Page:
HOWTO Enable “God Mode” in Windows 7

Monday, March 1st, 2010 at 8:59 am | 12,257 views | trackback url

Windows 7 UltimateThis past weekend, I “upgraded” my Lenovo Thinkpad x61s laptop from XP Professional to Windows 7 Ultimate, in preparation for some new gadgets I’m planning on testing with it.

Anyone who knows me well enough, knows I’m definitely NOT a Windows fan, but I do have to use it for some of my proprietary peripherals, my hybrid GTD system, and for my day job. Everywhere else, I use Linux. This is the reason I carry two laptops with me when I travel: One running my favorite flavor of Linux + VMware Workstation for “regular” Windows work, and the ultra-portable for running “real” Windows for cases where a virtualized Windows instance just won’t work.

A lot has changed in Windows 7 from what I’m used to with Windows XP, and there are a lot of annoying quirks, but I’m trying to stick with it, and keep it installed, so I can use the 12″ notebook as my “primary” on-the-go machine for the short term, until my second Lenovo T61p shows up to replace my current one.

Because there are a lot of changed settings, and everything is buried everywhere on Windows 7, in a seemingly illogical fashion, I had to find a way to get to it all.

Windows lacks a lot of power, customization and flexibility that Linux has had for a decade, so I continue to use and support Linux. But there are ways to eek out some power in Windows, and in Windows 7 I found such an option, and it’s called “God Mode”. Here’s how you activate it:

  1. Right-click anywhere in a folder or on the desktop, and choose New -> Folder, as shown here:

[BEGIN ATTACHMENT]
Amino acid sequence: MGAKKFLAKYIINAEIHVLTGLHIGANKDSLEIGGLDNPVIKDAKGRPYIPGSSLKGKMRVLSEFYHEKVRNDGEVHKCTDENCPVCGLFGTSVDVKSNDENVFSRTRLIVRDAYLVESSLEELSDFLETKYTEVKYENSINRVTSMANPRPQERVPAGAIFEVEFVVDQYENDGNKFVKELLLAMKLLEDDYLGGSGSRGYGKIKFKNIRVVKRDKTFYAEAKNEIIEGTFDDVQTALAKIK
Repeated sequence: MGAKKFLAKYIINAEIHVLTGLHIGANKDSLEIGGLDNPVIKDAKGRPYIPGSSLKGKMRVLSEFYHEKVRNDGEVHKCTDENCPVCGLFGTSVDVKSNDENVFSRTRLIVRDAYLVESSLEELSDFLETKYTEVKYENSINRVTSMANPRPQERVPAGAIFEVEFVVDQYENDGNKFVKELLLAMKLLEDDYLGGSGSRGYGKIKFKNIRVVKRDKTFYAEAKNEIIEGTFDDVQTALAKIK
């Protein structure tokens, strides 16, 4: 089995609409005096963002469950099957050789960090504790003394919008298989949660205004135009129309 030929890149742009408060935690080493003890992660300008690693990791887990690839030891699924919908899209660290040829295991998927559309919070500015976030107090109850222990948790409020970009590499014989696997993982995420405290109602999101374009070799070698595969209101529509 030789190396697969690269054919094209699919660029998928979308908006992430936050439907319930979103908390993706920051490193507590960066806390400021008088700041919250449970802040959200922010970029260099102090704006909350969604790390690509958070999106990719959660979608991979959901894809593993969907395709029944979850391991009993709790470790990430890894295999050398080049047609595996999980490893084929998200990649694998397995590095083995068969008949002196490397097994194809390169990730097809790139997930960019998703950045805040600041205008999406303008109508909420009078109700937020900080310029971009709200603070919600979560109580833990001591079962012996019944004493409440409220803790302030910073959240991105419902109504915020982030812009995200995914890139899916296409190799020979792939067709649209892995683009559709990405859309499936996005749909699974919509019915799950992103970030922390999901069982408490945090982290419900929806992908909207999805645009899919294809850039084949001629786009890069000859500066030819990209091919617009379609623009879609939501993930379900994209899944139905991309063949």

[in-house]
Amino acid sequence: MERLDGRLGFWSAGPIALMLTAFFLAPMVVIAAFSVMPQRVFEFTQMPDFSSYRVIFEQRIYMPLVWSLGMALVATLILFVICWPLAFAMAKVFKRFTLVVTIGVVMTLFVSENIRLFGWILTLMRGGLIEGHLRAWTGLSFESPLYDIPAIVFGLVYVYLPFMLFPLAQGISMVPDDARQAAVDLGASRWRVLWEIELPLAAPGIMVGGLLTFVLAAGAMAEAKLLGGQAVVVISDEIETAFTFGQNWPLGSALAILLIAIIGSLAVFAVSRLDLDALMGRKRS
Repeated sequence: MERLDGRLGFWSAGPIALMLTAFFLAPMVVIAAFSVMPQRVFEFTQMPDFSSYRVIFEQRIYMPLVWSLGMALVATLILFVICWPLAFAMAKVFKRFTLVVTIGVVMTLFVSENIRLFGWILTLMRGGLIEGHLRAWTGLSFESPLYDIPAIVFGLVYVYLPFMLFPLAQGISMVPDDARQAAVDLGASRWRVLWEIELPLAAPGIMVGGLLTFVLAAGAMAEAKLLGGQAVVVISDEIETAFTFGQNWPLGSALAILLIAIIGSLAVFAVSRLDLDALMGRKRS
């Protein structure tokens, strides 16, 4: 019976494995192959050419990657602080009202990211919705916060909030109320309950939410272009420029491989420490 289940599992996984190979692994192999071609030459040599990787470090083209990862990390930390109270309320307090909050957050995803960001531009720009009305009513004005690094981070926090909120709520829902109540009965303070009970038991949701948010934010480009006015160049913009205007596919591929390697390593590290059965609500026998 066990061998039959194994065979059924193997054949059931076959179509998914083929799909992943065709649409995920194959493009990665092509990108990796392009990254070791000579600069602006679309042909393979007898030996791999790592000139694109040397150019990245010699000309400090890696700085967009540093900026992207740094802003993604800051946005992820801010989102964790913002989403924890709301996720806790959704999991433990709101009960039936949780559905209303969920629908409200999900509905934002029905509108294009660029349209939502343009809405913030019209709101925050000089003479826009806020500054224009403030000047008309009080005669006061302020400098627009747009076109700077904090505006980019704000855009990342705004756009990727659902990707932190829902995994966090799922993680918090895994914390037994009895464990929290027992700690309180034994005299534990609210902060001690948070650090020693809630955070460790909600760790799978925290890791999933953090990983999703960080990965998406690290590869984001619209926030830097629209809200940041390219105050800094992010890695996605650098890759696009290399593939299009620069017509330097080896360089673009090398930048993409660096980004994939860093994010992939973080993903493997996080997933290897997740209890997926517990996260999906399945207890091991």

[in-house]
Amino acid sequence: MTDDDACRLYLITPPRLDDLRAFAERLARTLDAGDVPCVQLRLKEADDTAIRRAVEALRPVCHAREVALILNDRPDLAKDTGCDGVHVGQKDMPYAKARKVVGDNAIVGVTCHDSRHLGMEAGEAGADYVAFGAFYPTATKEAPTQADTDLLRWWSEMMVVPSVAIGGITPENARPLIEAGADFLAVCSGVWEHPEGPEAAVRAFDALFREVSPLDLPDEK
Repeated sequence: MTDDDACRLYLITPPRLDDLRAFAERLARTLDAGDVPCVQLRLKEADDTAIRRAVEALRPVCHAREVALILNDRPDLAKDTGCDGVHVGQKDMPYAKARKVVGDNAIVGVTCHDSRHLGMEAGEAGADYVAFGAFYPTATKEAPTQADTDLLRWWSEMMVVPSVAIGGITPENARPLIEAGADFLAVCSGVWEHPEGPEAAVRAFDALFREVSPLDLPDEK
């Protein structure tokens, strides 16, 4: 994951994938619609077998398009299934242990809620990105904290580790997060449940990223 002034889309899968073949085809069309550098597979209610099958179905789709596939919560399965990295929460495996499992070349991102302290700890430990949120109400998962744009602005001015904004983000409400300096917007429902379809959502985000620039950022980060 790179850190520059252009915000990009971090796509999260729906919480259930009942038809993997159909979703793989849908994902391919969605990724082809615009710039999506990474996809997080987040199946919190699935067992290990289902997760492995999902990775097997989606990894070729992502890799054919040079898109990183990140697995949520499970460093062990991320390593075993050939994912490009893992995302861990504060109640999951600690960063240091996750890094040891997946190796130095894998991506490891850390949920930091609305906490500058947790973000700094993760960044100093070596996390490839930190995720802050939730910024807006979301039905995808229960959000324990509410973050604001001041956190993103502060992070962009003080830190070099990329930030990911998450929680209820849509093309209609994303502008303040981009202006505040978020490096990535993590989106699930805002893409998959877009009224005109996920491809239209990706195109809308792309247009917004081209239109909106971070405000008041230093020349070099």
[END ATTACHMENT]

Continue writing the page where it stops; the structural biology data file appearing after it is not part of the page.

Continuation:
Windows 7 new folder menu

  2. Name the folder “"<anything-you-want>.{ED7BA470-8E54-465E-825C-99712043E01C}“. I called my “Admin Options“, but you can call yours whatever you wish. Note the curly braces are significant. They must appear in the directory itself. It might be easier do to this from the commandline, and that looks like this (click images below for full-size versions):
    Windows 7 commandline mkdir god mode

    Windows 7 commandline mkdir god mode

  3. When you hit Enter, you’ll notice that the curly braces and their contents disappear, leaving you with only the “<anything-you-want>” part remaining.
  4. When you open this folder, you will find a treasure trove of useful options and applications to run to help tweak, administer and manage your Windows 7 machine. In my case, there were 286 items (seen here, click to expand to full-size), many of which are not in any applet, control panel or menu in the standard OS itself.

    Windows 7 god mode options

Last Modified: Sunday, March 6th, 2016 @ 03:27

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